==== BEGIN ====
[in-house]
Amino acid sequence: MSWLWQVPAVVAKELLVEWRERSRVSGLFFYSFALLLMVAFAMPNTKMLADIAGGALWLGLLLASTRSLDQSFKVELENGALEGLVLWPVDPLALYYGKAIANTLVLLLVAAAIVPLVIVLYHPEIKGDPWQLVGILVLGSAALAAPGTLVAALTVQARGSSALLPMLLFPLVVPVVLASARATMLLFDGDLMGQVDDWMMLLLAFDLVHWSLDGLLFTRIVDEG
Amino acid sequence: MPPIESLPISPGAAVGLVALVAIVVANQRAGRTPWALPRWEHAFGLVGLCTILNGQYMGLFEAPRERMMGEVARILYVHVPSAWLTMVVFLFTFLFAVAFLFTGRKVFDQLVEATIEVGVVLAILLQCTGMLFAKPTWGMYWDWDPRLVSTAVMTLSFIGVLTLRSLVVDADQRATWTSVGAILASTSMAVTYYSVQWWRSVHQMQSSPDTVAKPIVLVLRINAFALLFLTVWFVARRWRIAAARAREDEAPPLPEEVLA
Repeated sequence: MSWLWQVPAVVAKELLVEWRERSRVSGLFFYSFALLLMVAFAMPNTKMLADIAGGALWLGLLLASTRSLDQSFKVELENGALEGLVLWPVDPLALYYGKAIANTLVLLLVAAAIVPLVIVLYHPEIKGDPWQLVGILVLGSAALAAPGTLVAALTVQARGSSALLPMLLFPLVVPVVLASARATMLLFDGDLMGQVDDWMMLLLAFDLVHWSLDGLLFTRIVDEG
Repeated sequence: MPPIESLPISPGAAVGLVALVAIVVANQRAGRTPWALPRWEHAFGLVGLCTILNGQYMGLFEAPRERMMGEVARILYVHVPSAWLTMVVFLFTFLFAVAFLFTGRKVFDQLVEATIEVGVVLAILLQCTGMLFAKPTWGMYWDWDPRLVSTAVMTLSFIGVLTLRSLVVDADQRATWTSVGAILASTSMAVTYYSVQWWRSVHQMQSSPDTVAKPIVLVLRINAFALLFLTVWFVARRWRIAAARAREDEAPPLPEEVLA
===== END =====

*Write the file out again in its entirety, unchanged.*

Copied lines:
[in-house]
Amino acid sequence: MSWLWQVPAVVAKELLVEWRERSRVSGLFFYSFALLLMVAFAMPNTKMLADIAGGALWLGLLLASTRSLDQSFKVELENGALEGLVLWPVDPLALYYGKAIANTLVLLLVAAAIVPLVIVLYHPEIKGDPWQLVGILVLGSAALAAPGTLVAALTVQARGSSALLPMLLFPLVVPVVLASARATMLLFDGDLMGQVDDWMMLLLAFDLVHWSLDGLLFTRIVDEG
Amino acid sequence: MPPIESLPISPGAAVGLVALVAIVVANQRAGRTPWALPRWEHAFGLVGLCTILNGQYMGLFEAPRERMMGEVARILYVHVPSAWLTMVVFLFTFLFAVAFLFTGRKVFDQLVEATIEVGVVLAILLQCTGMLFAKPTWGMYWDWDPRLVSTAVMTLSFIGVLTLRSLVVDADQRATWTSVGAILASTSMAVTYYSVQWWRSVHQMQSSPDTVAKPIVLVLRINAFALLFLTVWFVARRWRIAAARAREDEAPPLPEEVLA
Repeated sequence: MSWLWQVPAVVAKELLVEWRERSRVSGLFFYSFALLLMVAFAMPNTKMLADIAGGALWLGLLLASTRSLDQSFKVELENGALEGLVLWPVDPLALYYGKAIANTLVLLLVAAAIVPLVIVLYHPEIKGDPWQLVGILVLGSAALAAPGTLVAALTVQARGSSALLPMLLFPLVVPVVLASARATMLLFDGDLMGQVDDWMMLLLAFDLVHWSLDGLLFTRIVDEG
Repeated sequence: MPPIESLPISPGAAVGLVALVAIVVANQRAGRTPWALPRWEHAFGLVGLCTILNGQYMGLFEAPRERMMGEVARILYVHVPSAWLTMVVFLFTFLFAVAFLFTGRKVFDQLVEATIEVGVVLAILLQCTGMLFAKPTWGMYWDWDPRLVSTAVMTLSFIGVLTLRSLVVDADQRATWTSVGAILASTSMAVTYYSVQWWRSVHQMQSSPDTVAKPIVLVLRINAFALLFLTVWFVARRWRIAAARAREDEAPPLPEEVLA